RABAT, March 26, 2018 – FIFA president Gianni Infantino has leaped to the defence of the 2026 World Cup bid process as the world federation published the bid books submitted by both contenders Morocco and United (United States/Canada/Mexico).
FIFA Congress is scheduled to stage a decisive, open vote in Moscow on June 13 but if both bids are to make it that far they must pass muster with a five-man evaluation taskforce whose own work has become increasingly contentious.
Supporters of the Moroccan bid from within the African confederation CAF have questioned its credibility after the modus operandi appeared to change along the way.
The taskforce will provide marks on five major factors and could thus rule out any one bid even before it comes before FIFA Council for review on the eve of congress. A voting option to abstain has thrown a further complication into the political mathematics.
Infantino, elected by the world body in 2016 after a decade at European federation UEFA, said: “I have been dealing with the evaluation of bids for over 20 years, in several different capacities, and I challenge anyone to point out an organisation that conducts a bidding process as fair, objective and transparent as the one that FIFA is carrying out for the 2026 FIFA World Cup.”
His words will be widely weighed considering the scandal which surrounded the last bidding procedure which concluded, in 2010, with the contentious awards of the World Cup to Russia in 2018 and Qatar in 2022.
Infantino has always insisted that, after that fiasco which wrecked FIFA’s reputation, the 2026 bidding process should be “bullet proof.”
He added: “FIFA has been heavily criticised for how it conducted the selection of hosts in the past; it was our obligation to learn from this and leave no room for any doubt or subjectivity.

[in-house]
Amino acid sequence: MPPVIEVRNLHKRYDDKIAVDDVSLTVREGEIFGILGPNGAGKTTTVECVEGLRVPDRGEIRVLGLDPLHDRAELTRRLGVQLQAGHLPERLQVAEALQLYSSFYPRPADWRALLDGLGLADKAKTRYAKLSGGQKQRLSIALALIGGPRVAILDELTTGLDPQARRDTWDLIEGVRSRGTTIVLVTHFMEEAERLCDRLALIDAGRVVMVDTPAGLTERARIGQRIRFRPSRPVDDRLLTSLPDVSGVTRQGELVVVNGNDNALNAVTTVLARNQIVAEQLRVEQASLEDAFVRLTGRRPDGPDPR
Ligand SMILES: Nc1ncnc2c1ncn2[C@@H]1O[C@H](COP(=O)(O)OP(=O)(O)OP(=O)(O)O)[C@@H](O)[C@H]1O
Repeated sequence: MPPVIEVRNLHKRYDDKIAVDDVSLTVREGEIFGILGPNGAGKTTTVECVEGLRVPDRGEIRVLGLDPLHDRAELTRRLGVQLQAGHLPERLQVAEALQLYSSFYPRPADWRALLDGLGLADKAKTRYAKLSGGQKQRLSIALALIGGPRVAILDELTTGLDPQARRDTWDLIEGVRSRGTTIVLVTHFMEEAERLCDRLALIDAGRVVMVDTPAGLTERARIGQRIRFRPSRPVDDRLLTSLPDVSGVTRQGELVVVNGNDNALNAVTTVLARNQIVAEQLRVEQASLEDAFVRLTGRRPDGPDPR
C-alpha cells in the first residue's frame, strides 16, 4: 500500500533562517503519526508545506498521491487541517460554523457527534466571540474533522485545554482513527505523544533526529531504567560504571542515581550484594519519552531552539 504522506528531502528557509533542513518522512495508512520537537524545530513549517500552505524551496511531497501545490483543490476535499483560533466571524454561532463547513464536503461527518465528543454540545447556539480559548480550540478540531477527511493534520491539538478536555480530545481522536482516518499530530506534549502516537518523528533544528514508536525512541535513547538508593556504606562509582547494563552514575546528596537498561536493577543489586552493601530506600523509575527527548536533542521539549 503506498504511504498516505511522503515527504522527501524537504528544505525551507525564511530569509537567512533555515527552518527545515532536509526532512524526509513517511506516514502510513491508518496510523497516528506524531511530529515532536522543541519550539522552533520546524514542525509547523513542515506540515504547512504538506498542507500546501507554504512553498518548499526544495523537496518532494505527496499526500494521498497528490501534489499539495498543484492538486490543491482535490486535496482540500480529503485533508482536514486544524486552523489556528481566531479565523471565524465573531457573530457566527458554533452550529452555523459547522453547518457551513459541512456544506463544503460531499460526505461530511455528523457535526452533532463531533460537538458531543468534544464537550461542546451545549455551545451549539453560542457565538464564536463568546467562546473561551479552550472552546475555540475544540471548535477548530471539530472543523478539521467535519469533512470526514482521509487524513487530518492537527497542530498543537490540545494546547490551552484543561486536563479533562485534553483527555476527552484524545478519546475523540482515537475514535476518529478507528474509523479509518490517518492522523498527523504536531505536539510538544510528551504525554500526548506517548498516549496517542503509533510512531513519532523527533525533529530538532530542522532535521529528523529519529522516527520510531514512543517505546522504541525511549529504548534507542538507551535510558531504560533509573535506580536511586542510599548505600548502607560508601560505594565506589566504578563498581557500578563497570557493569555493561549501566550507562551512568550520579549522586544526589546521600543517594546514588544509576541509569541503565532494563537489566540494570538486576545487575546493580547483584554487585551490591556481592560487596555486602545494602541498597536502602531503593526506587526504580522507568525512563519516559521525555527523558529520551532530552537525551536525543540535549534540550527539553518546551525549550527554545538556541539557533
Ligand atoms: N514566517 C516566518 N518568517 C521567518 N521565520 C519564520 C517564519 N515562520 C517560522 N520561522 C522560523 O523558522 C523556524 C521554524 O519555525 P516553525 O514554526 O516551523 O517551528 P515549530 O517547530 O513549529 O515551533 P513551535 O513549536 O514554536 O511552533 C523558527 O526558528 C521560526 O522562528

“This is why the rules of this process have been clear and objective from the beginning, and they include the highest standards in terms of ethical conduct, participation and commitment to sustainability and human rights.
“In this context, the role of the 2026 bid evaluation taskforce and the principle of ensuring that the bidder(s) retained meet the eligibility criteria to host the biggest single-sport event in the world is a natural consequence of the enhanced process. These are necessary steps to ensure that we never go back to the ‘old ways’.”
Infantino’s statement followed revelations of unrest within FIFA Council over the powers of the evaluation panel.
All along Infantino has insisted that this time around the process must be “bullet proof” but the evaluation panel is coming under increasing verbal gunfire ahead of the decisive vote on the eve of the 2018 Opening Match.
Infantino is considered to be privately favourable to the United 2026 bid and these suspicions were strengthened when FIFA barred Morocco from presenting its bid to the African confederation congress in January.
Anger at perceived interference from ‘FIFA Central’ erupted because the desist order was issued just an hour before the scheduled presentation and in the same week that United 2026 leaders presented their own rival credentials to leaders of the southern African COSAFA grouping.
FIFA rushed out a retrospective clarification about promotional and presentation activities but too late: the damage had been done.
Suspicions about the taskforce agenda in the Francophone world increased after details emerged of the assessment which derogated an effective power of bid rejection to the taskforce.
This prompted a row in FIFA Council two weeks ago in Bogota. CAF president Ahmad questioned the apparent new powers of the taskforce, prompting a vote on the authority of the panel.
A vote produced 17 in favour while the six African delegates present voted against. American Sunil Gulati and Canadian Victor Montagliani (FIFA vice-president and CONCACAF supremo) recused themselves while the eight European delegates abstained.
While the vote confirmed the work and power of the evaluation taskforce it could not be described as a vote of great confidence.
This suits outsider Morocco whose bid officials – as reported here previously – have always viewed the evaluation as crucial. While United 2026 can point to great strength in the power of infrastructure already in place, the Moroccans believe they are developing a solid groundswell of voting support.
They also consider the ‘Trump factor’ as increasingly playing into their hands.